Within the past two weeks, a woman in Alor Setar, Kedah was murdered and a woman in Kangar, Perlis was severely battered, reportedly by their jealous husbands. This is unacceptable.
On 7 January 2013, Kosmo! reported that a 27-year-old woman in Kangar was hospitalised after her husband attacked her using a chair, a stone mortar, a picture frame, and a knife, because he suspected infidelity. On 29 December 2012, The Star reported that a 17-year-old girl in Alor Setar was battered to death with a blunt object, apparently by her husband who also suspected infidelity.
Domestic violence survivors often face multiple acts of abuse over a period of time. Surely more preventive measures could have been taken before the situations escalated to hospitalisation and murder. The 27-year-old woman in Kangar said she was beaten weekly before she was finally hospitalised, creating multiple opportunities for intervention be it by the family, community, police, doctors, or religious figures.
Three to four thousand cases of domestic violence are reported each year. This is undoubtedly a small fraction of the actual number of incidents. A Women’s Aid Organisation study estimated that 36% of women in Malaysia experienced domestic violence. Though this study was published in 1995, this estimate is consistent with contemporary studies of domestic violence prevalence in other countries. None of these women deserve to be battered, more so die.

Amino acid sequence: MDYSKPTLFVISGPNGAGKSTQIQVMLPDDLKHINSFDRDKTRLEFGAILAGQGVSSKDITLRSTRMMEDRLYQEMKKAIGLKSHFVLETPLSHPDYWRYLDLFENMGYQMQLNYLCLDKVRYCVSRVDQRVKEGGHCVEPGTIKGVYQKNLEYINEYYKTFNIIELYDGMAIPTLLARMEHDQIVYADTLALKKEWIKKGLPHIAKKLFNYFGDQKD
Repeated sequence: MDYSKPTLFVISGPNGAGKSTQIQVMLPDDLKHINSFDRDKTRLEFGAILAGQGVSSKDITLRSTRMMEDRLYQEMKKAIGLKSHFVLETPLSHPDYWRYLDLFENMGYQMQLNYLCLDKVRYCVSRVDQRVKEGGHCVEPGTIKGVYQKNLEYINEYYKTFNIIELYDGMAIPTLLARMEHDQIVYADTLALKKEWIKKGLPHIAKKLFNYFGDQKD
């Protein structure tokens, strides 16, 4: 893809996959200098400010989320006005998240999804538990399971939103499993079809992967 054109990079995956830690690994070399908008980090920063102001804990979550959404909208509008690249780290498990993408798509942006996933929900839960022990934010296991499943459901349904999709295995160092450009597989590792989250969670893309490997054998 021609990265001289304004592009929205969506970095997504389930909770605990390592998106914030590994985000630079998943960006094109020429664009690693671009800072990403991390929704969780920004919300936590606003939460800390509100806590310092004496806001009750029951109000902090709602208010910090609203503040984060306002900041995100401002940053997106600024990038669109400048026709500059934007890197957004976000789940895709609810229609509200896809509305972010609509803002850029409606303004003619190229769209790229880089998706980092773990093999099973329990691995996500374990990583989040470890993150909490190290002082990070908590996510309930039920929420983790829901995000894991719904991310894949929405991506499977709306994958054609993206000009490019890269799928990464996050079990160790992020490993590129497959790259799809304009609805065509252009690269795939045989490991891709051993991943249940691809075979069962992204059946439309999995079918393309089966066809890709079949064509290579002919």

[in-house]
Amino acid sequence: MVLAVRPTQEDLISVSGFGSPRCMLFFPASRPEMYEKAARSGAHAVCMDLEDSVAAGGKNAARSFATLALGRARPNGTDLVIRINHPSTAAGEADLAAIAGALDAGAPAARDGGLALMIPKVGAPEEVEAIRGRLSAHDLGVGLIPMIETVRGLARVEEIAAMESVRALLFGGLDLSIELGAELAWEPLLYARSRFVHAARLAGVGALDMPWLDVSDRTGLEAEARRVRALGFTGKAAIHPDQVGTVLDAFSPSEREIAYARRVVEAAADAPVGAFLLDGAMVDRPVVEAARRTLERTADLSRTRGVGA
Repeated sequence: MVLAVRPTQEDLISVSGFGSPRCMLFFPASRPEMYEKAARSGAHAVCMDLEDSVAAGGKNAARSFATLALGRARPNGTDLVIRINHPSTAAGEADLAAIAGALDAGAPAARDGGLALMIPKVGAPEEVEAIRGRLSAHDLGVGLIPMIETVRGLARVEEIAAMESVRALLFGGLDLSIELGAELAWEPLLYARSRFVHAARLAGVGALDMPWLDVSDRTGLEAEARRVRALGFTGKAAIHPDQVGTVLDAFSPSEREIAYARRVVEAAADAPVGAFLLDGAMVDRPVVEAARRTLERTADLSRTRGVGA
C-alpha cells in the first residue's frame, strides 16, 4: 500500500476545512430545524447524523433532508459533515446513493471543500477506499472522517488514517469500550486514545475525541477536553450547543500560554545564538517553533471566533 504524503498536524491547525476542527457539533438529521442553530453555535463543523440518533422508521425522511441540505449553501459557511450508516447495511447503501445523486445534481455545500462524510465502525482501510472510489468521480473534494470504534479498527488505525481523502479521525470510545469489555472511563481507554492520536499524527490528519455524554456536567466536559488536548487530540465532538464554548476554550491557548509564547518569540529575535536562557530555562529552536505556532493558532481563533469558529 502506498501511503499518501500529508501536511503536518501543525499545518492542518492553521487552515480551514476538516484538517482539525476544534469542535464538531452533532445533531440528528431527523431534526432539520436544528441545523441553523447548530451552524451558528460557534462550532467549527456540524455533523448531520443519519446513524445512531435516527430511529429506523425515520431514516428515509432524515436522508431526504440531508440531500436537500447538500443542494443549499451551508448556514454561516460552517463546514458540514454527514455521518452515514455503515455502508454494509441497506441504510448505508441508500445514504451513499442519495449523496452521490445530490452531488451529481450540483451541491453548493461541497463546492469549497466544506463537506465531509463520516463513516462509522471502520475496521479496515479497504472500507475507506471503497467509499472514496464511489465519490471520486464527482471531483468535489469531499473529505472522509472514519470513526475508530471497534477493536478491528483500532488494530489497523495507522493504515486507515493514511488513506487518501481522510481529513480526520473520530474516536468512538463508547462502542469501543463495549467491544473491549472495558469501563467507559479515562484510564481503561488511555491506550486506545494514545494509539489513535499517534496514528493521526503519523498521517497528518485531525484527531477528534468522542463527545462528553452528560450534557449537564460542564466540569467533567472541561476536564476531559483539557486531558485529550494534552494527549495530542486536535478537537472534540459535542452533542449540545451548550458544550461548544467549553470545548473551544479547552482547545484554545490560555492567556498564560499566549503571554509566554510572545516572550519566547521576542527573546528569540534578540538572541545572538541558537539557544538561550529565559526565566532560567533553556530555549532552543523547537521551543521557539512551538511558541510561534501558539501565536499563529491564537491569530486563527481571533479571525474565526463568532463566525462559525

We all have a role to play in combating domestic violence. The government must improve the enforcement of the Domestic Violence Act (DVA), particularly in the following areas:
· Effective and uniform enforcement of the positive amendments made to the DVA in late 2011, which recognise psychological violence as a form of domestic violence, and make domestic violence a seizable offence.
· Interim protection orders must be more descriptive to clarify what a perpetrator cannot do, instead of simply stating that the perpetrator must desist “from using domestic violence” (“dihalang daripada menggunakan keganasan rumah tangga”).
The language employed by the media in their reporting of these situations is also something we find deeply troubling. Phrases such as “Wanita disyaki curang dibelasah” (Woman suspected of cheating beaten up) and “Rahsia kecurangan isterinya terbongkar” (The secret’s out: the wife’s a cheater) insinuate a lack of sympathy with the victim and instead supports the unacceptable notion that the violence was deserved and justified.
Domestic violence is a crime, not a private matter. As neighbours, friends, and members of a community, we too have a responsibility to speak up. If we suspect abuse, the police must be called immediately. No matter what the reason, no one deserves to be battered.
Joint Action Group for Gender Equality (JAG), which comprises:
Women’s Aid Organisation (WAO)
Sisters in Islam (SIS)
All Women’s Action Society (AWAM)
Perak Women for Women Society (PWW)
Persatuan Kesedaran Komuniti Selangor (EMPOWER)
Persatuan Sahabat Wanita Selangor
Sabah Women Action Resource Group (SAWO)
Women’s Centre for Change (WCC)